The World Health Organization (WHO) has updated its fact sheet on Antimicrobial Resistance (AMR).
Antimicrobial resistance happens when microorganisms (including bacteria, fungi, viruses and parasites) change when they are exposed to antimicrobial drugs (such as antibiotics, antifungals, antivirals, antimalarials and anthelmintics) used to treat the infections they cause. These are sometimes referred to as “superbugs”.
As a result, the medicines become ineffective and infections persist in the body, increasing the risk of spread to others.
Antimicrobial resistance (AMR) threatens the effective prevention and treatment of an ever-increasing range of infections caused by bacteria, parasites, viruses and fungi.
In many places, antibiotics are overused and misused in people and animals, and often given without professional oversight. Examples of misuse include when they are taken by people with viral infections like colds and flu, and when they are given as growth promoters in animals and fish.
Antimicrobial resistant-microbes are found in people, animals, food, and the environment (in water, soil and air). They can spread between people and animals, and from person to person. Poor infection control, inadequate sanitary conditions and inappropriate food-handling encourage the spread of antimicrobial resistance.
AMR is an increasingly serious threat to global public health that requires action across all government sectors and society.
Without effective antibiotics, the success of major surgery and cancer chemotherapy would be compromised.
The cost of health care for patients with resistant infections is higher than care for patients with non-resistant infections due to longer duration of illness, additional tests and use of more expensive drugs.
Globally, 480 000 people develop multi-drug resistant TB each year, and drug resistance is starting to complicate the fight against HIV and malaria, as well.
A. Resistance in Bacteria
Klebsiella pneumoniae: Resistance to carbepenem antibiotics has spread to all regions of the world. In some countries, because of resistance, carbapenem antibiotics do not work in more than half of people treated for K. pneumoniae infections.
E. coli: Resistance to fluoroquinolone antibiotics is very widespread. There are countries in many parts of the world where this treatment is now ineffective in more than half of patients.
Gonorrhoea: Treatment failure to third generation cephalosporins has been confirmed from at least 10 countries. New WHO guidelines do not recommend quinolones for the treatment of gonorrhoea due to widespread resistance.
Staphylococcus aureus: Resistance to first line drugs is widespread. People with MRSA (methicillin-resistant Staphylococcus aureus) are estimated to be 64% more likely to die than people with a non-resistant form of the infection.
Colistin is the last resort treatment for life-threatening infections caused by Enterobacteriaceae which are resistant to carbapenems. Resistance to colistin has recently been detected in several countries and regions, making infections caused by such bacteria untreatable.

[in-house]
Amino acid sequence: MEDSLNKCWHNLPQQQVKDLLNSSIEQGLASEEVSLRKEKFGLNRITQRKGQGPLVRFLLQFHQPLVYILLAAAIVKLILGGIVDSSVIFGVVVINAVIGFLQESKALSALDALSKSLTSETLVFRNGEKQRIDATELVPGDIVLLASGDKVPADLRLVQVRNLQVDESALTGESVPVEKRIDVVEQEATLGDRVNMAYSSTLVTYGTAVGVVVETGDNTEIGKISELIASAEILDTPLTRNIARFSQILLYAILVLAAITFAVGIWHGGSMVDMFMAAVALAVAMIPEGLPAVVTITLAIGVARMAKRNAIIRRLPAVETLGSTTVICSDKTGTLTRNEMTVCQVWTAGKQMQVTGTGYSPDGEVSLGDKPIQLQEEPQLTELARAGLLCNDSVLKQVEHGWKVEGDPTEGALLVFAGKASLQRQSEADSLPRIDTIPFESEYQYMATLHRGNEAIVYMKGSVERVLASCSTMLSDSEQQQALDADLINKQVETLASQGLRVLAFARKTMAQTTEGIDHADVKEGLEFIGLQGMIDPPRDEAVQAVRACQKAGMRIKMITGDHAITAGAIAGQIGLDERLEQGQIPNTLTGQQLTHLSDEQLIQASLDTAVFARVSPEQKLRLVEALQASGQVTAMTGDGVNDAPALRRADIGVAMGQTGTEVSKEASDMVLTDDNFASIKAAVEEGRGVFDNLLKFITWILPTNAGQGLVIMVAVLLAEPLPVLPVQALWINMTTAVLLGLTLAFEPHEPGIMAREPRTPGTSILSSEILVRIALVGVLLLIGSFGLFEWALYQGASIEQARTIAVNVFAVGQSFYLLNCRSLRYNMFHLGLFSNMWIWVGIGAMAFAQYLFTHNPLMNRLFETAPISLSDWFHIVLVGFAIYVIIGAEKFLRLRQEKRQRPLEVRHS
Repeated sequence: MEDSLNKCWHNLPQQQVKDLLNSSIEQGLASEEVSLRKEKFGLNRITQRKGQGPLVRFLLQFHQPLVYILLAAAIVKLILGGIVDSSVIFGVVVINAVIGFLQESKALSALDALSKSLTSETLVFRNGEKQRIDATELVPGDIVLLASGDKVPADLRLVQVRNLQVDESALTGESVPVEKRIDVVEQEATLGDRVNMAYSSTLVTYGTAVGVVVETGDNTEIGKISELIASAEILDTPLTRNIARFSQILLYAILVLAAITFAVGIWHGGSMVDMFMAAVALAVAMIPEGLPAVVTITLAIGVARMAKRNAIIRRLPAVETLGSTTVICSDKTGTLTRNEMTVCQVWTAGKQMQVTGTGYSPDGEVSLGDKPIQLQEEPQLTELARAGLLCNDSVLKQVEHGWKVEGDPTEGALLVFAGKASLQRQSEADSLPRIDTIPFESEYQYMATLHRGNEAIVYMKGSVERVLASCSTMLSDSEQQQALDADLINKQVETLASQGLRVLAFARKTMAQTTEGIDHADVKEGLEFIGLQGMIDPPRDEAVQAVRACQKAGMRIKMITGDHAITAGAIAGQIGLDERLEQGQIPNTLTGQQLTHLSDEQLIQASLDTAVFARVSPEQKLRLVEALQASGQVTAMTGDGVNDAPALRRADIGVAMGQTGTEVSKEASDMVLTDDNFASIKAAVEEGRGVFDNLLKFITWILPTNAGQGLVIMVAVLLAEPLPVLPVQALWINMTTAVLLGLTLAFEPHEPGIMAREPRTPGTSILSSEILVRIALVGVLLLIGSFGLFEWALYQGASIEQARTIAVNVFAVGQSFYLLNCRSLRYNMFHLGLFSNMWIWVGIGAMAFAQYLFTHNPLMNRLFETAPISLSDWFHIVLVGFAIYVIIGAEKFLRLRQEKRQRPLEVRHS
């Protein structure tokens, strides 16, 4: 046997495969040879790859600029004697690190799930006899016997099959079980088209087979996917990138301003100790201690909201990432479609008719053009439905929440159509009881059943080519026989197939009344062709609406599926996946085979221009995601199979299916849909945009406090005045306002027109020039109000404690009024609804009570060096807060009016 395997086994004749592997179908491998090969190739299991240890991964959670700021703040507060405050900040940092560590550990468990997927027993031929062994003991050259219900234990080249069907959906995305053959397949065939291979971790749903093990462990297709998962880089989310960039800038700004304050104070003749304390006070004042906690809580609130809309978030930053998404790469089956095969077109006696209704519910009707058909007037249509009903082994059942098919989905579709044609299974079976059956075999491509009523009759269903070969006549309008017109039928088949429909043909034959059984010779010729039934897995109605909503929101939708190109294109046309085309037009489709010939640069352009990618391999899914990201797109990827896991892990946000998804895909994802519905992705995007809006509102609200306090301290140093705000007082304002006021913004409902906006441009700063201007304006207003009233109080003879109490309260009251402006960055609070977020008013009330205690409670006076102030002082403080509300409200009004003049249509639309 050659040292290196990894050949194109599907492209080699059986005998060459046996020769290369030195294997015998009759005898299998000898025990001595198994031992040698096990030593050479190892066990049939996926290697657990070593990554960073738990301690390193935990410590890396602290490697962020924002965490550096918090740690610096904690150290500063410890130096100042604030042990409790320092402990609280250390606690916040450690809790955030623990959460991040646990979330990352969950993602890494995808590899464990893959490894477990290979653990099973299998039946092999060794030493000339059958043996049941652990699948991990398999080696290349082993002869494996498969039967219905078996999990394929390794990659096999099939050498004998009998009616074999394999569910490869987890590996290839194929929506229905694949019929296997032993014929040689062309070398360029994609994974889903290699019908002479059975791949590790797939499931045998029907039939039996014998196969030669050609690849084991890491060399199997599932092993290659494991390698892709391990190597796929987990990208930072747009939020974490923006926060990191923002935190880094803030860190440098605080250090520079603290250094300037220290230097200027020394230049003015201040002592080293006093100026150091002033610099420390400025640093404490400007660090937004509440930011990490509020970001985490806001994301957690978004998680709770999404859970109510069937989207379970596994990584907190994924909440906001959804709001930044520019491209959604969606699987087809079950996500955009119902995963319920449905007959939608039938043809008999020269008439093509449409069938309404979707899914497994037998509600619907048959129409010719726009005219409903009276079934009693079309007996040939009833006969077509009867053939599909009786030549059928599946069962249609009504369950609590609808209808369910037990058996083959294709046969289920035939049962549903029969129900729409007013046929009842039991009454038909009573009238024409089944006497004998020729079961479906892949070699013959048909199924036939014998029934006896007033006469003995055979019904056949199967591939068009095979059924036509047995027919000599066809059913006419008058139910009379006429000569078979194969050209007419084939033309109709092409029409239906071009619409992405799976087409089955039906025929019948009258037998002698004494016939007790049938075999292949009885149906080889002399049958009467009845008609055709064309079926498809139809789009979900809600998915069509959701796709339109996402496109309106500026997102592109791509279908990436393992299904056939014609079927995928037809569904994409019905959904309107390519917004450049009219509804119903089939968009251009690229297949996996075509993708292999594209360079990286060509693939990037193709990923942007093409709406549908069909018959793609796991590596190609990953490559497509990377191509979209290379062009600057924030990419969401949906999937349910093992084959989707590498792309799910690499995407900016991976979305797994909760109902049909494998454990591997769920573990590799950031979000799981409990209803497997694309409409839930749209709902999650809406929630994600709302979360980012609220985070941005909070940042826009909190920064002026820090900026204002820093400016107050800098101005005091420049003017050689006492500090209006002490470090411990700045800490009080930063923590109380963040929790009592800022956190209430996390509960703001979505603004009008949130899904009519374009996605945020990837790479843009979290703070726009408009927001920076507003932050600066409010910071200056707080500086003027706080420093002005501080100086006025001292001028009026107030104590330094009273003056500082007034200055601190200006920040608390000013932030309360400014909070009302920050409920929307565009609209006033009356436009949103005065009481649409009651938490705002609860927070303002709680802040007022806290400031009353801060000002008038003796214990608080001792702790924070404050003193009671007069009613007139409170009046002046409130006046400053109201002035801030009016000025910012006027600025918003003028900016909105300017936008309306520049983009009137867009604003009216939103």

B. Resistance in TB
WHO estimates that, in 2014, there were about 480 000 new cases of multidrug-resistant tuberculosis (MDR-TB, a form of tuberculosis that is resistant to the 2 most powerful anti-TB drugs).
MDR-TB requires treatment courses that are much longer and less effective than those for non-resistant TB. Globally, only half of MDR-TB patients were successfully treated in 2014.
Among new TB cases in 2014, an estimated 3.3% were multidrug-resistant. The proportion is higher among people previously treated for TB, at 20%.
Extensively drug-resistant tuberculosis (XDR-TB, a form of tuberculosis that is resistant to at least 4 of the core anti-TB drugs) has been identified in 105 countries. An estimated 9.7% of people with MDR-TB have XDR-TB.
C. Resistance in Malaria
As of July 2016, resistance to the first-line treatment for P. falciparum malaria (artemisinin-based combination therapies, orACTs) has been confirmed in 5 countries.
In most places, patients with artemisinin-resistant infections recover fully after treatment, provided that they are treated with an ACT containing an effective partner drug.
However, along the Cambodia-Thailand border, P. falciparum has become resistant to almost all available antimalarial medicines, making treatment more challenging and requiring close monitoring.
There is a real risk that multidrug resistance will soon emerge in other parts of the subregion as well.
The spread of resistant strains to other parts of the world could pose a major public health challenge and jeopardize important recent gains in malaria control.
D. Resistance in HIV
In 2010, an estimated 7% of people starting antiretroviral therapy (ART) in developing countries had drug-resistant HIV.
In developed countries, the same figure was 10-20%.
Some countries have recently reported levels at or above 15% amongst those starting HIV treatment, and up to 40% among people re-starting treatment. This requires urgent attention.
Link to the updated fact sheet:
Link to WHO’s Global Action Plan on Antimicrobial Resistance (2015):
Link to WHO’s Policy Briefs on antimicrobial resistance (2011):
Link to WHO’s Frequently Asked Questions about Antimicrobial Resistance:
Link to Executive Summary of ‘Worldwide country situation analysis: response to antimicrobial resistance’:
Link to the full report of ‘Worldwide country situation analysis: response to antimicrobial resistance’:
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